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Top 7 best hip packs

The hip pack selection is varied and continues to evolve each year.

The hip pack landscape

The hydration backpack isn’t dead, but it’s certainly ceding popularity out on the trail to the latest generation of hip packs offering adequate storage for tools and gear and water-carrying capacity without sweating up the rider’s back — an important benefit as the riding season kicks into high gear and sweltering summer temperatures approach.

And the proliferation of multi-tools that tuck away in a bike’s crank spindle, handlebar, fork steerer tube or even the front through-axle — not to mention the variety of straps and wraps to affix tubes, inflators and additional tools to bike frames and saddle rails — means we don’t have carry as much gear on our bodies as we once did, making the more compact hip packs a viable option for rides of just about any length or duration.

If these packs have one key drawback, it’s the hip-swaying lateral momentum that can result from attaching a heavy load around the waist. But for many riders, the tradeoff of a cooler ride and being unencumbered by shoulder straps are well worth it.

Here we take a look at several hip packs — both with and without hydration systems — currently on the market.

Dakine Hot Laps 5L Bike Waist Bag

The Hot Laps 5L includes a 2-liter Hydrapak lumbar reservoir with magnetic hose buckle. An offset waist buckle with stretch panel and airflow back panel are designed to provide added comfort.
The pack’s interior has organization for gloves, snacks, and essentials, including a fleece-lined phone sleeve. Side compression straps provide a smaller footprint when carrying less gear, and the straps can be adjusted to snug up the pack as the hydration reservoir empties.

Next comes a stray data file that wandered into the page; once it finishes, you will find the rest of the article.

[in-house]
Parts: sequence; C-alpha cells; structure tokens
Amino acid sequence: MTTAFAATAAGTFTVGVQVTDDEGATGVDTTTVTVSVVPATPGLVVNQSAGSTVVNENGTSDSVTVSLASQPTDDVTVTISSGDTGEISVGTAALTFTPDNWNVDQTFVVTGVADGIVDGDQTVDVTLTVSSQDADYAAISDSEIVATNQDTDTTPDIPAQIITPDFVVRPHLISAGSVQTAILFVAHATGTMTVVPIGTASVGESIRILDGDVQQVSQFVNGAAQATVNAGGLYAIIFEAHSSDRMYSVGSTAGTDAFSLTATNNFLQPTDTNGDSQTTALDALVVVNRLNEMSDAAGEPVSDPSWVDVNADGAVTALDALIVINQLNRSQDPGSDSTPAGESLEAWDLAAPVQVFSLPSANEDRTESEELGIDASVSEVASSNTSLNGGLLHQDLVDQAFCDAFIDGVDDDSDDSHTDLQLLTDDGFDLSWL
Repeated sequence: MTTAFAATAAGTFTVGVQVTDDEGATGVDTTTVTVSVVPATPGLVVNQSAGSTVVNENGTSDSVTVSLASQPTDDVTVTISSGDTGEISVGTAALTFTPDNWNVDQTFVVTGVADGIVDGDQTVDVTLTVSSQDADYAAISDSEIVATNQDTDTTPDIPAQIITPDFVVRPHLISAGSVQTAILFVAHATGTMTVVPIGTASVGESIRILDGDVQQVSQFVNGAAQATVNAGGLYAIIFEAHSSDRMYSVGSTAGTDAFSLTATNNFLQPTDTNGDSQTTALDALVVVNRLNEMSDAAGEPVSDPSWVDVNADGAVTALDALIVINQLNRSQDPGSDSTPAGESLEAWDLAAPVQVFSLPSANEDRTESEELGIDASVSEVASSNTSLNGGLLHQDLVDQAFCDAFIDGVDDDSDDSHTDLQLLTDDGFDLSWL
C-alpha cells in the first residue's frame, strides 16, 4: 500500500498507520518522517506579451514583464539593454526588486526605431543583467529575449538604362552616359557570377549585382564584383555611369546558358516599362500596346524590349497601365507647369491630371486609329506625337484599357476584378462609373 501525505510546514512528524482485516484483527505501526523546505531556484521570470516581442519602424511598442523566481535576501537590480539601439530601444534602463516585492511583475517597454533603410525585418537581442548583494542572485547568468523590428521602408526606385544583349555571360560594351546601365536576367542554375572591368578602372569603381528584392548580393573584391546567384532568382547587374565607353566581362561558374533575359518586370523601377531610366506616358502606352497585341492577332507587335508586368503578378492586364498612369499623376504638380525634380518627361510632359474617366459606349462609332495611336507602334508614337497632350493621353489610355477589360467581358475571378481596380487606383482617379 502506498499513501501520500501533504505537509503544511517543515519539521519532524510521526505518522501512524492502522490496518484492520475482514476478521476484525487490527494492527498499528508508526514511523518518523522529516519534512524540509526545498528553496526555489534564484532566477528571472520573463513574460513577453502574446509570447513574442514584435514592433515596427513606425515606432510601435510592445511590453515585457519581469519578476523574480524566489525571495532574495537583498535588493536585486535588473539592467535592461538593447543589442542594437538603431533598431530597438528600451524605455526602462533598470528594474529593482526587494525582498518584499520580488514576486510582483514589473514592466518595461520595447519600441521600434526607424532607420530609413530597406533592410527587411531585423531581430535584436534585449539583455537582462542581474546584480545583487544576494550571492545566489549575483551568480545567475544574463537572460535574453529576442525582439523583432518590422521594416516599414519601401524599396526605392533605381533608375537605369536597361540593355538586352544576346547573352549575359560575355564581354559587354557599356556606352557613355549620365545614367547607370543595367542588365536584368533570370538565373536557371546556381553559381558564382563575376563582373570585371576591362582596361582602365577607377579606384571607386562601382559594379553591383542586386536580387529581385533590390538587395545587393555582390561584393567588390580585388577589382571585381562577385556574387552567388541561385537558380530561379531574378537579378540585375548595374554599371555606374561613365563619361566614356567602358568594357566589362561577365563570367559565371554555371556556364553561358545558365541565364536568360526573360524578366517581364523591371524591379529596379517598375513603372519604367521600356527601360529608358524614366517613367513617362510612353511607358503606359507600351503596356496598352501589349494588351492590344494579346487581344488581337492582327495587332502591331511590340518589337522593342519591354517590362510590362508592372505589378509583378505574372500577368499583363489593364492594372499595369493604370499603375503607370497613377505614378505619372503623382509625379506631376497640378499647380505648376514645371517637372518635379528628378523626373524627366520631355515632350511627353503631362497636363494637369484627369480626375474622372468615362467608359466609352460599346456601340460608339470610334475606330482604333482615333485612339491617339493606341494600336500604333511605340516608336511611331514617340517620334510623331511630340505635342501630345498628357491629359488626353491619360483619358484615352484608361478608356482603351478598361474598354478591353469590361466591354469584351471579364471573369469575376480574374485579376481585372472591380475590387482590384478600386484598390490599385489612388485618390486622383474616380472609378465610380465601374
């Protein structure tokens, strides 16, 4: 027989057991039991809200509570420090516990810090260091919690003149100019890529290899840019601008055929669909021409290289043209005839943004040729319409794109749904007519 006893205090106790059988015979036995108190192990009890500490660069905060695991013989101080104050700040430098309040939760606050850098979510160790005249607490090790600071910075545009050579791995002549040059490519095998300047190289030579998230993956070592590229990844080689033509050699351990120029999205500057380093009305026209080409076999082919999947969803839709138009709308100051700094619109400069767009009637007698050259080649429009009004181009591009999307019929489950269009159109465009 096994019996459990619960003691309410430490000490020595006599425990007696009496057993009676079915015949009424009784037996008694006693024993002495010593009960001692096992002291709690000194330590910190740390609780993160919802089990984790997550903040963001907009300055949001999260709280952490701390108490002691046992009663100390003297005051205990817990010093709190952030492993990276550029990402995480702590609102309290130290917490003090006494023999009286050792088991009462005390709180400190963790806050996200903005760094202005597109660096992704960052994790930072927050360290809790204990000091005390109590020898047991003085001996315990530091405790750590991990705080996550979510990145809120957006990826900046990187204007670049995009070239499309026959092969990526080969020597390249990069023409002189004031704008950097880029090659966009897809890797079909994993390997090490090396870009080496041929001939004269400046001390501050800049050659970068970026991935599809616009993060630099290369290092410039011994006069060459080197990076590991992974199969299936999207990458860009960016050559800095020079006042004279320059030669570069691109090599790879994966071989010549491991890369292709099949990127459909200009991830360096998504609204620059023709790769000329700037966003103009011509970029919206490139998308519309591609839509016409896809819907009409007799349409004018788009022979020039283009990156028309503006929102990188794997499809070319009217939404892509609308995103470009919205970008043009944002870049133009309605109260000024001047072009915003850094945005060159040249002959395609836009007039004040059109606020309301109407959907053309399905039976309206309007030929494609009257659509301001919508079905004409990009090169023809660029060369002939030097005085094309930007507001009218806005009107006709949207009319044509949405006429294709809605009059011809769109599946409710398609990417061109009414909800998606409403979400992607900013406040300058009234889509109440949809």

As the pack’s name implies, it has 5 liters of total storage. Weight is 471 grams (1 pound).

Price: $70
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For more info check out dakine.com

EVOC Hip Pack Pro 3l

EVOC’s Airo Flex waist belt on the Hip Pack Pro 3l offers two-way stretch for a snug but not overly tight fit, with a buckled waist strap enhancing the hip pack’s security. The belt also features two zippered pockets that can be opened and closed using one hand.
The pack’s Venti Flap system allows the rider to cinch the bag down when descending or as the optional 1.5-liter Hydrapak hydration reservoir empties. Flexible rear exterior pockets on both sides of the pack’s main compartment allow riders to carry two water bottles.

Using perforated EVA pads, EVOC’s Air Flow Contact System boasts ventilation channels and a mesh cover to reduce the pack’s contact with the body and, hence, prevent overheating the rider.
The Hip Pack Pro 3l comes in three colors: Carbon Gray, Carbon Gray/Chili Red or Sulphur/Moss Green. Weight: 430 grams for the pack only, plus 130 grams for the optional reservoir.

Price: $120 (with hydration reservoir), $90 (without reservoir)
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For more info check out evocsports.com

CamelBak Repack LR4 50 Oz Belt

This hip belt comes with CamelBak’s 1.5-liter (50-ounce) Crux reservoir, delivering 20 percent more liquid per sip than previous bladders, an easy-to-use leakproof cap, and a self-sealing bite valve. A quick-stow elastic pocket on the right side of the belt is ideal for trail snacks or a multitool, while the secure zippered pocket on the left side accommodates most phones (though not my ancient iPhone 6 Plus, even with a slim case).